由 Carol Ko
, Staff Writer | July 10, 2013
From the July 2013 issue of HealthCare Business News magazine
On a summer day in July, 1893 Chicago was sweltering hot.
Men were advised to place cabbage leaves under their hats to keep cool. People sought refuge from the heat by riding cable cars back and forth, or escaping to the lakeshore. It was on this day that an act of violence would lead to a step forward not just for one black physician, but for medicine as a whole.
Dr Daniel Hale Williams had already made great strides to advance his career and gain respect in a profession that was unwelcoming to minorities. He began his working life with stints that served as preparatory preludes for his eventual career as a surgeon: first as a shoemaker’s apprentice then as a barber, sewing animal hides and deftly wielding sharp blades against skin. He later studied under Dr. Henry Palmer, a prominent surgeon, and graduated with an M.D. degree in 1883.
Williams began practice in Chicago at a time when there were only three other black physicians in the city. His practice grew as he treated both black and white patients, but he was acutely aware of the prejudice against black patients and physicians.
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In 1890, Reverend Louis Reynolds, whose sister Emma was refused admission to nursing schools because she was black, approached Dr. Williams for help. This led to the founding of the Provident Hospital and Nursing Training School in 1891—the first interracial hospital in America.
But it was on July 10th, 1893 that Williams truly rose above his peers of every color. In the midst of the heat, tempers flared in one local saloon and the situation quickly escalated into a brawl. A black laborer named James Cornish got stabbed in the chest and was admitted into nearby Provident Hospital.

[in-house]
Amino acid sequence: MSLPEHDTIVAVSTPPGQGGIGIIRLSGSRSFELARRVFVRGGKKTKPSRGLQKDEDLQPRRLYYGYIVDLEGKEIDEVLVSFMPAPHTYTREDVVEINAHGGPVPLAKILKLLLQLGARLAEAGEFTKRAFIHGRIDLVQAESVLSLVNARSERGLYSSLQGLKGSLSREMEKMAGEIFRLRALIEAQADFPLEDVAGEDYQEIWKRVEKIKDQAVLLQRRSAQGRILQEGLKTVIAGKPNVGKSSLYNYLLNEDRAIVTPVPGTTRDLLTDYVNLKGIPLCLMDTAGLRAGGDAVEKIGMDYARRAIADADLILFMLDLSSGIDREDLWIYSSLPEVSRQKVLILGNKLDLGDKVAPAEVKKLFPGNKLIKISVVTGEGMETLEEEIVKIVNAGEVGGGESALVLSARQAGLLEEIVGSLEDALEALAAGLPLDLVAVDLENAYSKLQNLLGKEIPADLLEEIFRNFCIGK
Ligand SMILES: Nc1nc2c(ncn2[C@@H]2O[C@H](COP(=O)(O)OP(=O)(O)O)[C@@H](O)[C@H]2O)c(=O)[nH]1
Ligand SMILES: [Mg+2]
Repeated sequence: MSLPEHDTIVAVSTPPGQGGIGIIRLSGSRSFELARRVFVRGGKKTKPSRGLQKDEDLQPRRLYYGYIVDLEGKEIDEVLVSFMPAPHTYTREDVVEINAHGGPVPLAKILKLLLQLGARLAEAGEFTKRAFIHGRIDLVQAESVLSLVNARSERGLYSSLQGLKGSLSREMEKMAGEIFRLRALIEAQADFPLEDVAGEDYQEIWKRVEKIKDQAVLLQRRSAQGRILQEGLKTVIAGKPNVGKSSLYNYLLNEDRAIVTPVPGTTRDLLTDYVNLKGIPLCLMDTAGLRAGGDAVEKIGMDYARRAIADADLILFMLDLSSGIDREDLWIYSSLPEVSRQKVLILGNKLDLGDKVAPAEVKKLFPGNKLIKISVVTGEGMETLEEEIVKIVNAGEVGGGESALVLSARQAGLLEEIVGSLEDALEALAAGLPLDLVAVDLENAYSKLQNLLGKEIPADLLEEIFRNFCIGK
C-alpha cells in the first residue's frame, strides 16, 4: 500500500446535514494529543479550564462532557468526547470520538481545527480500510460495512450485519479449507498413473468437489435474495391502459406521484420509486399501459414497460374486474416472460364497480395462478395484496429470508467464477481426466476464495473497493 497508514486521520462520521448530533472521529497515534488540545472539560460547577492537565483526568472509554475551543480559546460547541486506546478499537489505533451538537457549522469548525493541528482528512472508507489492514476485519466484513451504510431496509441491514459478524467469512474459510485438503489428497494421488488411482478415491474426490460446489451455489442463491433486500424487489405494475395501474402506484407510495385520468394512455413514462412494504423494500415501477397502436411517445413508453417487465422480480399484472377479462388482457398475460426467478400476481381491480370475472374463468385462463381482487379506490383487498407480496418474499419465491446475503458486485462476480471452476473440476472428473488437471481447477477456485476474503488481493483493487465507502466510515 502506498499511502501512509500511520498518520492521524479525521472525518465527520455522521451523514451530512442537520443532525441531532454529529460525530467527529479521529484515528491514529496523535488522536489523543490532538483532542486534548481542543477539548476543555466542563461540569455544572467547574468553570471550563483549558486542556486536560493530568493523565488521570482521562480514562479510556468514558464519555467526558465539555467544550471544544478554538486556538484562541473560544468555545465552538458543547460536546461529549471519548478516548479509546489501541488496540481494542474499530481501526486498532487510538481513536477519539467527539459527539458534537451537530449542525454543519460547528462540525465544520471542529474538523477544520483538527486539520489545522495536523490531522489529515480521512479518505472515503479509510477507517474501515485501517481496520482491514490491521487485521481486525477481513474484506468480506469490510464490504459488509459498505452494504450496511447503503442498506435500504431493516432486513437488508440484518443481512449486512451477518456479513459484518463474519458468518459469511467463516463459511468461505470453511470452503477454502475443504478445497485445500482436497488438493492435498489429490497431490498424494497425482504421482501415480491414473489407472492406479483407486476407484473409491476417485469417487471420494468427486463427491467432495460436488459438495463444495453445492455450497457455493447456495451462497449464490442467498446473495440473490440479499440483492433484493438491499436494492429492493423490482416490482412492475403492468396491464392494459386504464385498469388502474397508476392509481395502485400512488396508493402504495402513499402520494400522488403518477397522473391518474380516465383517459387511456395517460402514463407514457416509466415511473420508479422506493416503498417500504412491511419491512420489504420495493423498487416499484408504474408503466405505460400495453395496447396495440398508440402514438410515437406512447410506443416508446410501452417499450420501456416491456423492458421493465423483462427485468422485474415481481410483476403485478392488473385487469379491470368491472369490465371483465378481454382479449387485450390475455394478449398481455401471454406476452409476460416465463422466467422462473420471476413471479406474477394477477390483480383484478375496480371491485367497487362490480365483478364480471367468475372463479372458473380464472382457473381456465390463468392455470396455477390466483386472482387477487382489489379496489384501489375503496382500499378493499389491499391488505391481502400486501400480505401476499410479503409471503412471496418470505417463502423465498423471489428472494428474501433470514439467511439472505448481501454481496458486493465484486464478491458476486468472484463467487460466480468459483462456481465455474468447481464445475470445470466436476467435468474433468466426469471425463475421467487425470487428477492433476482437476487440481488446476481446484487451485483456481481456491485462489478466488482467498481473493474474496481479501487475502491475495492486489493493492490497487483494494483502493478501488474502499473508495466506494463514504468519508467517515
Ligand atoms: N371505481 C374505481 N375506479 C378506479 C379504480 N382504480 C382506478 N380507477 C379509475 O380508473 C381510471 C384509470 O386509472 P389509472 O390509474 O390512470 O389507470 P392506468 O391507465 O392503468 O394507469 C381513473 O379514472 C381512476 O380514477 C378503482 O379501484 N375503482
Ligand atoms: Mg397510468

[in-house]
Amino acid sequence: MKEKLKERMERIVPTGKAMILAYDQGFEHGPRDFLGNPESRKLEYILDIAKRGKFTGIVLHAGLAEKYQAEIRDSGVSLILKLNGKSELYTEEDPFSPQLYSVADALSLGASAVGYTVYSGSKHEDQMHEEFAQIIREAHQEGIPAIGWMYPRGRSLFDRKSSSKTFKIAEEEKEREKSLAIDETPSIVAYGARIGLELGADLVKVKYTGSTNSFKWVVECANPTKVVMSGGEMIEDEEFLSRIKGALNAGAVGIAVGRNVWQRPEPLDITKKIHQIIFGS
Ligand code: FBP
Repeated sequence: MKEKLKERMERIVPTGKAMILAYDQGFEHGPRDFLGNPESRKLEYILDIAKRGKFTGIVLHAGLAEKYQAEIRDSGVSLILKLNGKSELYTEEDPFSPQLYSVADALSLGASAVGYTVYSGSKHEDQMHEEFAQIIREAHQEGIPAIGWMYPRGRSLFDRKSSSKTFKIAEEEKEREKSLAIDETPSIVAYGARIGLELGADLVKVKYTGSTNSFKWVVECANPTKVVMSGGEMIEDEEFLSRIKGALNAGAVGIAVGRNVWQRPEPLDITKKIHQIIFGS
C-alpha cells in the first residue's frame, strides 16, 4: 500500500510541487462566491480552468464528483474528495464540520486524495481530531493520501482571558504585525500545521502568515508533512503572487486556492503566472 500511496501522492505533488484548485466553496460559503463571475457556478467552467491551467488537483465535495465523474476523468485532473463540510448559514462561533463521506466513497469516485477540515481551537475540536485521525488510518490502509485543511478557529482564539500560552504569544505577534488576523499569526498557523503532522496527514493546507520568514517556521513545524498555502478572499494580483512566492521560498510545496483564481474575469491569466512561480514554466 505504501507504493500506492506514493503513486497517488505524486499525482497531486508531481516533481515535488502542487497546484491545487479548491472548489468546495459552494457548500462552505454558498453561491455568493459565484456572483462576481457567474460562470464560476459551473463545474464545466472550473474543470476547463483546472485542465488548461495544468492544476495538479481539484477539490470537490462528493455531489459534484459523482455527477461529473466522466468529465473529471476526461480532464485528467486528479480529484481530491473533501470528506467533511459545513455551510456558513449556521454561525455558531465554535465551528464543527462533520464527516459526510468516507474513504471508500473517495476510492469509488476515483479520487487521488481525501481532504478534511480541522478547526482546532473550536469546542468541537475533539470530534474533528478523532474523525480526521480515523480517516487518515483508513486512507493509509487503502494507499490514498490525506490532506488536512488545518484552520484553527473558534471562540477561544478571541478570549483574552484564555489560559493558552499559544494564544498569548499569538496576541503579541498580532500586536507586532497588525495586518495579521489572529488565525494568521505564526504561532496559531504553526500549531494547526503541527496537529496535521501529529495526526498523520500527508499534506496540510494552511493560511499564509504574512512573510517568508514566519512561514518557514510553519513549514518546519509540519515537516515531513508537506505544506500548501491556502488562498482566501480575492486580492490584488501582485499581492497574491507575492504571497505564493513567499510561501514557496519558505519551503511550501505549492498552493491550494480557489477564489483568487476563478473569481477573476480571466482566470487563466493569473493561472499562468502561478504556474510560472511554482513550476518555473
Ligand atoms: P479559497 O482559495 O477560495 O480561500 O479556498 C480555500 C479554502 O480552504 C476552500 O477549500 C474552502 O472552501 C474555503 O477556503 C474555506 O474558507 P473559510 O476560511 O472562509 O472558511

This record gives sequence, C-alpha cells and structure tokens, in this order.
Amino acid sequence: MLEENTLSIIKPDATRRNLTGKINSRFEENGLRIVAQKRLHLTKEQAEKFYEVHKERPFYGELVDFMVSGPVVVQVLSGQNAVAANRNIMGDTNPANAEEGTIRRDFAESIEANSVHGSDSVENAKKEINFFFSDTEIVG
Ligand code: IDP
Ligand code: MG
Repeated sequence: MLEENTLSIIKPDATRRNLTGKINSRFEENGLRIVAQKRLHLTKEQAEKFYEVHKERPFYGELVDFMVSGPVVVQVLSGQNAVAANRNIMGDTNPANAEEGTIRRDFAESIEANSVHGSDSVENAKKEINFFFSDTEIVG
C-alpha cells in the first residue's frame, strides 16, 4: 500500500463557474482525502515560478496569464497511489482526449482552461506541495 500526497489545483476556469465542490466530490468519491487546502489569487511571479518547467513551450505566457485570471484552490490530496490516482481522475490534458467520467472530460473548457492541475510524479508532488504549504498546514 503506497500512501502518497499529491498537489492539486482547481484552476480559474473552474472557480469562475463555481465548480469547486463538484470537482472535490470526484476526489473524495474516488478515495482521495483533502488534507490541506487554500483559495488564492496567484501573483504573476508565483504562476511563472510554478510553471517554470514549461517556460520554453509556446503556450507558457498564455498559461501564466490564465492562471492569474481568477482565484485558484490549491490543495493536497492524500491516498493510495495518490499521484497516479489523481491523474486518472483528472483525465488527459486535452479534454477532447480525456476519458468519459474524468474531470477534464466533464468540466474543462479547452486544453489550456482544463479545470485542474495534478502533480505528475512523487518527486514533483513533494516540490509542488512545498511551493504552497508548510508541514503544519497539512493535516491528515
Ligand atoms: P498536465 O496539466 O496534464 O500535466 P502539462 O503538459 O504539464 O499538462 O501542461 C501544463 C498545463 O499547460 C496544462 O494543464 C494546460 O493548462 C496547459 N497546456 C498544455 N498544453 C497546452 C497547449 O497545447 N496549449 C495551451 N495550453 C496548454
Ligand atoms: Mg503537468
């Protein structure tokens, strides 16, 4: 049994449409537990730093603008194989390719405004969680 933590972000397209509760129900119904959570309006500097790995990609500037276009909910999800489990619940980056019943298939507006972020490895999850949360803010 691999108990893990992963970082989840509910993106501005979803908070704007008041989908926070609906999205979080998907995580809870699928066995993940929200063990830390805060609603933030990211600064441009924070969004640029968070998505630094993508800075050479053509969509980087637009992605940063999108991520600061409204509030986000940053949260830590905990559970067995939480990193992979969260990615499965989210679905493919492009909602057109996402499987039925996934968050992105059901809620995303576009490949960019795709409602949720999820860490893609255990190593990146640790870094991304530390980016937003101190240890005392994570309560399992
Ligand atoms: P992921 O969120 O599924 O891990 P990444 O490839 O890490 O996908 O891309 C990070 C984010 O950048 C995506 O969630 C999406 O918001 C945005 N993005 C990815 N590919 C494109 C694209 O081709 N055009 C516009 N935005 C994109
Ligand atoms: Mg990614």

At first glance Cornish’s wound seemed superficial — there was no external bleeding or evidence of internal hemorrhaging. The puncture was only an inch long, between the fourth and fifth ribs. But as time passed, Cornish showed signs of shock that indicated a more extensive internal injury. Williams concluded that the heart itself had likely been injured and decided to operate. This was a daring, unorthodox decision for its time. Well into the first decades of the 20th century medical opinion still considered the heart an inviolable organ whose complexities lay beyond the limits of surgical skill.
In fact, most contemporary medical textbooks warned doctors to leave heart wounds alone. Even surgical innovator Thomas Billroth advised, “No surgeon who wished to preserve the respect of his colleagues would ever attempt to suture a wound of the heart.”